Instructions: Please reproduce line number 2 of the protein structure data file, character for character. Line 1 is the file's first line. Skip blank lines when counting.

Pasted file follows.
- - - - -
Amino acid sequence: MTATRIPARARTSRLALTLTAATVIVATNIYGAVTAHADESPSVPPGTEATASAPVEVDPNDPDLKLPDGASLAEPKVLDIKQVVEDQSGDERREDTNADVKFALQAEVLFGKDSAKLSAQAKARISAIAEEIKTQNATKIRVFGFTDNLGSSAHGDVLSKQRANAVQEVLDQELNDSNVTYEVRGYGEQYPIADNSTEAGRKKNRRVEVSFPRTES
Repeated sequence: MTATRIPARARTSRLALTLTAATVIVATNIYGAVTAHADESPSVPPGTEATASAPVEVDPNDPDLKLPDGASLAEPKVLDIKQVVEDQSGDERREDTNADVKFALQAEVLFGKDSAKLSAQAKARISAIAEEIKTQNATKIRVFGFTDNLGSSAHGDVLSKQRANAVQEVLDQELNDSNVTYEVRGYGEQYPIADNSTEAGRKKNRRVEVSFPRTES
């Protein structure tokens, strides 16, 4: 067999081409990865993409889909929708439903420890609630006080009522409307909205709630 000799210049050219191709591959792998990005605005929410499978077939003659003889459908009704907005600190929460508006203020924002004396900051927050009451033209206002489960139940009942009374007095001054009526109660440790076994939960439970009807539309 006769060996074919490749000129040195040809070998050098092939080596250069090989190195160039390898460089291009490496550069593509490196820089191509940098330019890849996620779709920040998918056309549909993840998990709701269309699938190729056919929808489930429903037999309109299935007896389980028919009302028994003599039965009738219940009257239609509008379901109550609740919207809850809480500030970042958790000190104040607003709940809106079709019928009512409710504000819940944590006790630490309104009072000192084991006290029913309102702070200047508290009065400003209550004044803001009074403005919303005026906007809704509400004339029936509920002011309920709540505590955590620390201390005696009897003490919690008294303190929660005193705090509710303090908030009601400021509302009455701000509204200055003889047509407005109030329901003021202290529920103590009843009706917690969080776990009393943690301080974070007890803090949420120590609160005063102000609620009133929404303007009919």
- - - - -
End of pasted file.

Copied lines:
Repeated sequence: MTATRIPARARTSRLALTLTAATVIVATNIYGAVTAHADESPSVPPGTEATASAPVEVDPNDPDLKLPDGASLAEPKVLDIKQVVEDQSGDERREDTNADVKFALQAEVLFGKDSAKLSAQAKARISAIAEEIKTQNATKIRVFGFTDNLGSSAHGDVLSKQRANAVQEVLDQELNDSNVTYEVRGYGEQYPIADNSTEAGRKKNRRVEVSFPRTES